Scientists stretch to recycle car parts

18 July 2005 #SMMT News

British scientists have invented a radical new way of making cars greener – by making parts from plastics that have been given the stretch treatment.

During a two-year research programme they have cracked the problem of how to use special new plastics that are six times as strong as normal, yet are light and, vitally, 100 per cent recyclable.

Now it opens the door to a vast range of car, truck and van parts that can be made more simply and cheaply than conventionally manufactured components. And the ultra-strong, ultra-light parts will help lower exhaust emission levels and increase fuel economy.

But the biggest advantage of all – as stringent new laws require manufacturers to build vehicles that can be re-cycled – is that the new plastics can quickly, easily and cheaply be reduced to crumbs and then re-used.

The breakthrough was made by a consortium of engineers and scientists working on RECYCLE, a research programme under the Society of Motor Manufacturers and Traders Foresight Vehicle initiative.

They were looking at new ways of working with self-reinforced polypropylene (SrPP), which is much stronger than normal polymers. Ordinary polypropylene already has many advantages, but on its own it is not strong enough for many automotive uses. Normally it has to be reinforced with fibreglass, carbon fibre or natural materials, such as hemp, flax or sisal.

But adding in different materials makes recycling a complicated, time-consuming and expensive operation – ruling out all the other advantages of the useful plastic.

If panels made from polypropylene were simply made thicker, or strengthened with extra ribs, it would make the parts too heavy and again defeat the automotive industry’s quest to find strong and light alternatives to metal components.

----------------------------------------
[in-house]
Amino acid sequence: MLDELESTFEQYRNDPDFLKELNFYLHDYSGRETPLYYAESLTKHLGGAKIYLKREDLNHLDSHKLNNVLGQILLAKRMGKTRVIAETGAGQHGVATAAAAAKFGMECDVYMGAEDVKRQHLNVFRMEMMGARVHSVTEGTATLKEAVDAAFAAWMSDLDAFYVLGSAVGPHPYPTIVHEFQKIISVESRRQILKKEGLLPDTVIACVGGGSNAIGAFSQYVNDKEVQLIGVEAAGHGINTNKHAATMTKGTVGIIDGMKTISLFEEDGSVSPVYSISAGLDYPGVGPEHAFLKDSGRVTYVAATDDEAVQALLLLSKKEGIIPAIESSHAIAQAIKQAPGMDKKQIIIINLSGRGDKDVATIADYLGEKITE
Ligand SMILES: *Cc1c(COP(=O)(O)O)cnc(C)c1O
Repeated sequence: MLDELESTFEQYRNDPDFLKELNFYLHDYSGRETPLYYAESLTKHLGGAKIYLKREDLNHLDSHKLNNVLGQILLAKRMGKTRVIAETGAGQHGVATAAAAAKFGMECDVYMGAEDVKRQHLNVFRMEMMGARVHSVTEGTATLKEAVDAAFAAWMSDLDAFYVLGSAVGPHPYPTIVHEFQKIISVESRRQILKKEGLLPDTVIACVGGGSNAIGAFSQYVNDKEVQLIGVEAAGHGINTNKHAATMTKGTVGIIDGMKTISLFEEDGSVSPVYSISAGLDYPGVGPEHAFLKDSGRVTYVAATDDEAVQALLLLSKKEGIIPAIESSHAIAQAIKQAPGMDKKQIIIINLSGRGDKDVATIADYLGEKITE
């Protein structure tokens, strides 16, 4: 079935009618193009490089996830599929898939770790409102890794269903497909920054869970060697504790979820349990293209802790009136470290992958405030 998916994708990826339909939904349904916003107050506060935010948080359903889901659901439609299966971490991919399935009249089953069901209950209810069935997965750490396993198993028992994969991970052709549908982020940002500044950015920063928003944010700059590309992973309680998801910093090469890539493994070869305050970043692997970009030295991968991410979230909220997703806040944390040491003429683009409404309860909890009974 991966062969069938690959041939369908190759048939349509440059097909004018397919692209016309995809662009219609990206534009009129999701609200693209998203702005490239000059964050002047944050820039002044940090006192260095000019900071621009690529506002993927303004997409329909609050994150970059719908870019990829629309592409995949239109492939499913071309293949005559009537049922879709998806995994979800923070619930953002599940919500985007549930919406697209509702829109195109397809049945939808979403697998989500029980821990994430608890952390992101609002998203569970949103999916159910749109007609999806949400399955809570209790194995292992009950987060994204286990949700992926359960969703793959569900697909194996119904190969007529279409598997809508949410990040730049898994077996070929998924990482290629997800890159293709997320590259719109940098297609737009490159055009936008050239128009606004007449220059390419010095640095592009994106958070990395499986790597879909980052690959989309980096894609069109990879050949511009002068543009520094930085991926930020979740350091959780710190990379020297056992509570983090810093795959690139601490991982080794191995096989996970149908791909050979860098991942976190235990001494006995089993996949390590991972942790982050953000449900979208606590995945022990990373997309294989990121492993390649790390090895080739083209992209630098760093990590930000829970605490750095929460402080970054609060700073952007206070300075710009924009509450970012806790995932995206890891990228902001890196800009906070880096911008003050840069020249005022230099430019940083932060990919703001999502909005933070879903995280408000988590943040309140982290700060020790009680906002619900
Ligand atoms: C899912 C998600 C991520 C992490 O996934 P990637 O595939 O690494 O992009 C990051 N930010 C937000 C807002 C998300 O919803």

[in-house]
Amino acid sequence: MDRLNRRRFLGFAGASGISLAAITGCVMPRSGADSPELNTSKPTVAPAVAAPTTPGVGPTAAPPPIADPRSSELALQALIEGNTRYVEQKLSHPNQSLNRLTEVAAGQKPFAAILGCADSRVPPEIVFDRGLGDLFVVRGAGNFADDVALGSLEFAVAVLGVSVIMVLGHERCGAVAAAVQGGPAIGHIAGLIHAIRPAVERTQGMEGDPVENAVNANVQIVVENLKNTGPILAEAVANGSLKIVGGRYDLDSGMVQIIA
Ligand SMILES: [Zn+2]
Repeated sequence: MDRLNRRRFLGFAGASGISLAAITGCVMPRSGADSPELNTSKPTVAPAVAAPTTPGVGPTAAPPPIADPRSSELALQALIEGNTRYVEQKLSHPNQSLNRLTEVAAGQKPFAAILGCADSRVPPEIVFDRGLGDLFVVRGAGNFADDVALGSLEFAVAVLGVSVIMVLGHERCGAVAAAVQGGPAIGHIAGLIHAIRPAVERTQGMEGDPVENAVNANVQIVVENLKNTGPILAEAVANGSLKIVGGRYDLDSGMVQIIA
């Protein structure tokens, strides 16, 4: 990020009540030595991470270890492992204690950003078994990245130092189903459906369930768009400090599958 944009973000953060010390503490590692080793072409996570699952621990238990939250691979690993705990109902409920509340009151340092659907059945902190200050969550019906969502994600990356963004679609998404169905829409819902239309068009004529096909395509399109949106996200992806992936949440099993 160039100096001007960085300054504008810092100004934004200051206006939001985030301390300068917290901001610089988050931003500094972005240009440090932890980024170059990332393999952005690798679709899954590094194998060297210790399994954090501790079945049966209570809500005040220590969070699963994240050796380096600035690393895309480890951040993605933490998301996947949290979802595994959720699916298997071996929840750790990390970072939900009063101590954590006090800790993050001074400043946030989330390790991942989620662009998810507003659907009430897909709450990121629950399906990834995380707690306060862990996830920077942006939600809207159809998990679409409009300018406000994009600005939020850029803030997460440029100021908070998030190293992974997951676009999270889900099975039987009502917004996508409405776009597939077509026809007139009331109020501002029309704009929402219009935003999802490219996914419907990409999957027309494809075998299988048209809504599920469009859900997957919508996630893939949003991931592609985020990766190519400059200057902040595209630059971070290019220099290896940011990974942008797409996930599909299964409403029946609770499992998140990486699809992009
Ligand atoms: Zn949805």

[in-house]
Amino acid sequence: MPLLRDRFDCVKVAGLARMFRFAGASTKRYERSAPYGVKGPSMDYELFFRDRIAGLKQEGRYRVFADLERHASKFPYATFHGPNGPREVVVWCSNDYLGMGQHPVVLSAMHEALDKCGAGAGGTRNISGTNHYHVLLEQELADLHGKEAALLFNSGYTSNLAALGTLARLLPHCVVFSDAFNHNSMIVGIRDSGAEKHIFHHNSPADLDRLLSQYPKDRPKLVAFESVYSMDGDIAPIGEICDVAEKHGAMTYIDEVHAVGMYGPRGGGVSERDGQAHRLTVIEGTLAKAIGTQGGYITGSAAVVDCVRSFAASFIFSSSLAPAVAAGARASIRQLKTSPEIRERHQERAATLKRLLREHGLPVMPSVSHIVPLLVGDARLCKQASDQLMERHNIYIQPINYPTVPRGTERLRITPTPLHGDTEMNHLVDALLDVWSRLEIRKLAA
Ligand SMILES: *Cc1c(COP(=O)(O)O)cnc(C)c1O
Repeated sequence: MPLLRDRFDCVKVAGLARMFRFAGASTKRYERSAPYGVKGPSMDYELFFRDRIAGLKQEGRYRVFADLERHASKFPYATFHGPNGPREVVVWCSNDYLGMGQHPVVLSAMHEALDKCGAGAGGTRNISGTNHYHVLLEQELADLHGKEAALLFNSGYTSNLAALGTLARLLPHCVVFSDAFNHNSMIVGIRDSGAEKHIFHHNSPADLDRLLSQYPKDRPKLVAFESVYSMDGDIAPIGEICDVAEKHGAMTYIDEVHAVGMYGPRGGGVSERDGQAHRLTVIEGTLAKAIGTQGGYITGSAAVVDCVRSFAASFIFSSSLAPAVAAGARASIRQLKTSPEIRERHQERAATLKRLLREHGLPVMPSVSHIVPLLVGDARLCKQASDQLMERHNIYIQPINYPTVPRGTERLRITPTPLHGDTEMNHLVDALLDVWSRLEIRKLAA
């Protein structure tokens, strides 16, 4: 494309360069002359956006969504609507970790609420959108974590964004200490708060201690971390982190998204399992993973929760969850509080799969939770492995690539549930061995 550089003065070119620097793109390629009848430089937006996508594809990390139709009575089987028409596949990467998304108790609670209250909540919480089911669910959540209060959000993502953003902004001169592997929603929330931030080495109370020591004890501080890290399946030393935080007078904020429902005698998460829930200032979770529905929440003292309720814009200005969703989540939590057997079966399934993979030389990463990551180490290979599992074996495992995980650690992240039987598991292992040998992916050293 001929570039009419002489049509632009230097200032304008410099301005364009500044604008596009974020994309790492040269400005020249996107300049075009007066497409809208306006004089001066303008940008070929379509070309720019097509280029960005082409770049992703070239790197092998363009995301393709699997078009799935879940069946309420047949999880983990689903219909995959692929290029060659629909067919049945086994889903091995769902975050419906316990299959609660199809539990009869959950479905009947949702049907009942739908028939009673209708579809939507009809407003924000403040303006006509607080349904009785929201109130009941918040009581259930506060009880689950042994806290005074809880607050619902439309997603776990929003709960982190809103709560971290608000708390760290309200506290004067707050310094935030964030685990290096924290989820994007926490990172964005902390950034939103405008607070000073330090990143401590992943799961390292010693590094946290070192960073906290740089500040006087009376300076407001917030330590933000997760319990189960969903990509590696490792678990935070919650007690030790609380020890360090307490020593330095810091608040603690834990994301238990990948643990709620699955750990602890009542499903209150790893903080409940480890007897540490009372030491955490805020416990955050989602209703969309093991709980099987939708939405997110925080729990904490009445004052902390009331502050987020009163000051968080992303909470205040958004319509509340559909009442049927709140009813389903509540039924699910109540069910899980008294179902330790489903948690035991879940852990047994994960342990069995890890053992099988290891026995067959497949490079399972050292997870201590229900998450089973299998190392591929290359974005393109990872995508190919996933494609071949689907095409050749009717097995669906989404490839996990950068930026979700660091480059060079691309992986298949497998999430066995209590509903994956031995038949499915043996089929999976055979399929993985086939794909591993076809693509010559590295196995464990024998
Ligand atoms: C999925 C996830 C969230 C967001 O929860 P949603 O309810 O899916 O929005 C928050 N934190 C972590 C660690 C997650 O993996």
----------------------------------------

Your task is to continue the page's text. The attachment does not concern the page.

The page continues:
Self-reinforced polypropylene (SrPP) is made by stretching and aligning molecules within the plastic itself by a complex heating and weaving process. It gives what the scientists call high mechanical strength. But until now this new, much stronger material, has proved difficult to shape, join and paint for mass production.

But the SMMT Foresight Vehicle RECYCLE engineers have now overcome the problems and have perfected special techniques that will allow car makers and others to mass-produce parts using SrPP.

The scientists have already produced trial parts for the Lotus Elise sports car which are 57 per cent lighter than the conventional part. Lotus Engineering is one of the partners in the RECYCLE project.

Dr Brendon Weager, of Chesterfield-based firm NetComposites, was project manager on RECYCLE. He said, ‘Using this new material has a host of advantages. It will be easier and less expensive to mass-produce than other materials, because the tooling does not have to cope with high pressures or abrasive materials.

‘The finish is much smoother than glass fibre reinforced plastics and it is safer to handle by human operators.’

Now the major technical hurdles have been overcome, the scientists are working towards full production and several vehicle manufacturers are taking a keen interest.

There has also been a spin-off to other industries. The RECYCLE scientists are now looking at other applications of the light, strong and totally recyclable plastics. They can be used to make shin pads for footballers, body armour, helmets and even suitcases – all products that need strong, lightweight plastics that do not harm the environment when they come to the end of their product lives.

Other partners in the SMMT Foresight Vehicle RECYCLE programme are NetComposites, Propex Fabrics, Warwick University, BI Composites, Trauma-Lite and London Taxis International.

More than 400 UK companies and universities have been participating in the industry-backed Foresight Vehicle initiative, which is led by the Society of Motor Manufacturers and Traders (SMMT).

Visit Foresight Vehicle on the web at


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